Q&A: Bailing your daughter out

Q: Our eight-year-old daughter begged to start gymnastics lessons, and we paid several hundred ringgit for an eight-week course. But after two weeks, her muscles are sore and she realizes it’s harder than she thought. She wants to quit. Should we let her bail out or make her continue for another six weeks?

A: The answer will depend on your child and her track record. If she has a habit of making enthusiastic false starts but rarely bringing any projects to completion, she’ll probably benefit from the experience of struggling to complete the course she started.  This “reality therapy” will be especially important if you funded the classes after she promised to finish them. In this case, the issue is being true to her word, rather than the classes themselves or the cost. Through perseverance, she might even come to love the challenge and thrive on it going forward.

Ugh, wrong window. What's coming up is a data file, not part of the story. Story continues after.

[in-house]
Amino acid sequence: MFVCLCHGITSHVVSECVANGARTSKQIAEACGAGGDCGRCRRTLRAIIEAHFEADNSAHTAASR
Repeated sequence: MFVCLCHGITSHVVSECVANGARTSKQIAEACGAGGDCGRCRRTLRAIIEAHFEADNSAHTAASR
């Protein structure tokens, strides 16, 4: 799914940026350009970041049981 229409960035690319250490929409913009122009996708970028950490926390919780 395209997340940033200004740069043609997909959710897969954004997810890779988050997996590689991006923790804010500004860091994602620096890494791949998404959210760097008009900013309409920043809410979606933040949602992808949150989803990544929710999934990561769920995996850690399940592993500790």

If she has been consistently involved in other long-term activities but is clearly just miserable in this one, you may want to let her quietly retire. Make sure the problem isn’t a mismatch of your child and a certain coach or program, or perhaps a mistaken entry into a group that is too advanced.  At times a change of venue, trainer, or team can make a significant difference – especially when the new environment emphasises positive encouragement.

Either way, if this activity proves to be a dead end, don’t berate her for it. Allowing her to maintain her dignity will accomplish far more than any trophy on the family shelf. And the experience can be a teachable point moving forward.

© 2018 Focus on the Family.  All rights reserved.  Used by permission.


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